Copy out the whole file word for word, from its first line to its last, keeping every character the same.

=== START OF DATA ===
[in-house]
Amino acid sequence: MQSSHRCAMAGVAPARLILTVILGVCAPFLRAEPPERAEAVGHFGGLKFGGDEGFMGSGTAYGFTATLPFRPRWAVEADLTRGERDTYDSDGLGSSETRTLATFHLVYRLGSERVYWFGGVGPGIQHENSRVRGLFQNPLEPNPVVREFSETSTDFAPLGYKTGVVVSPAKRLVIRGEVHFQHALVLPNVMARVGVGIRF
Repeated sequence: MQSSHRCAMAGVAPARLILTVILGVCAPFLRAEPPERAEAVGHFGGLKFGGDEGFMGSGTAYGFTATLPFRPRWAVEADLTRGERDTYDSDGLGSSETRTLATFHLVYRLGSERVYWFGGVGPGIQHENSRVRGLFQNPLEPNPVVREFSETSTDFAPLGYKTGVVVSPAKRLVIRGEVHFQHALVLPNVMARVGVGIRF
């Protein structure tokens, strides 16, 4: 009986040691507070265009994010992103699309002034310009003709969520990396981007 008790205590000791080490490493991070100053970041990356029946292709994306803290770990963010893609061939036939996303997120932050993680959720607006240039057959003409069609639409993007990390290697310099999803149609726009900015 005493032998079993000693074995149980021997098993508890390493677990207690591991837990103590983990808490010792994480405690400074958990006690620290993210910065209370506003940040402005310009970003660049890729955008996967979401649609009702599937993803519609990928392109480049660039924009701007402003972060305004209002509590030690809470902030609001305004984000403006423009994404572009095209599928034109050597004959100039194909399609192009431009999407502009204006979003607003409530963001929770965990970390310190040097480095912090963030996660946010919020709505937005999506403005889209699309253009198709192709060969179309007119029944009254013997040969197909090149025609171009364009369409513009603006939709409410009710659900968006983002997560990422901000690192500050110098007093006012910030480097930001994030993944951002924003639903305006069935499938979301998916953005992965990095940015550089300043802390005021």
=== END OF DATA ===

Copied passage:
[in-house]
Amino acid sequence: MQSSHRCAMAGVAPARLILTVILGVCAPFLRAEPPERAEAVGHFGGLKFGGDEGFMGSGTAYGFTATLPFRPRWAVEADLTRGERDTYDSDGLGSSETRTLATFHLVYRLGSERVYWFGGVGPGIQHENSRVRGLFQNPLEPNPVVREFSETSTDFAPLGYKTGVVVSPAKRLVIRGEVHFQHALVLPNVMARVGVGIRF
Repeated sequence: MQSSHRCAMAGVAPARLILTVILGVCAPFLRAEPPERAEAVGHFGGLKFGGDEGFMGSGTAYGFTATLPFRPRWAVEADLTRGERDTYDSDGLGSSETRTLATFHLVYRLGSERVYWFGGVGPGIQHENSRVRGLFQNPLEPNPVVREFSETSTDFAPLGYKTGVVVSPAKRLVIRGEVHFQHALVLPNVMARVGVGIRF
């Protein structure tokens, strides 16, 4: 009986040691507070265009994010992103699309002034310009003709969520990396981007 008790205590000791080490490493991070100053970041990356029946292709994306803290770990963010893609061939036939996303997120932050993680959720607006240039057959003409069609639409993007990390290697310099999803149609726009900015 005493032998079993000693074995149980021997098993508890390493677990207690591991837990103590983990808490010792994480405690400074958990006690620290993210910065209370506003940040402005310009970003660049890729955008996967979401649609009702599937993803519609990928392109480049660039924009701007402003972060305004209002509590030690809470902030609001305004984000403006423009994404572009095209599928034109050597004959100039194909399609192009431009999407502009204006979003607003409530963001929770965990970390310190040097480095912090963030996660946010919020709505937005999506403005889209699309253009198709192709060969179309007119029944009254013997040969197909090149025609171009364009369409513009603006939709409410009710659900968006983002997560990422901000690192500050110098007093006012910030480097930001994030993944951002924003639903305006069935499938979301998916953005992965990095940015550089300043802390005021």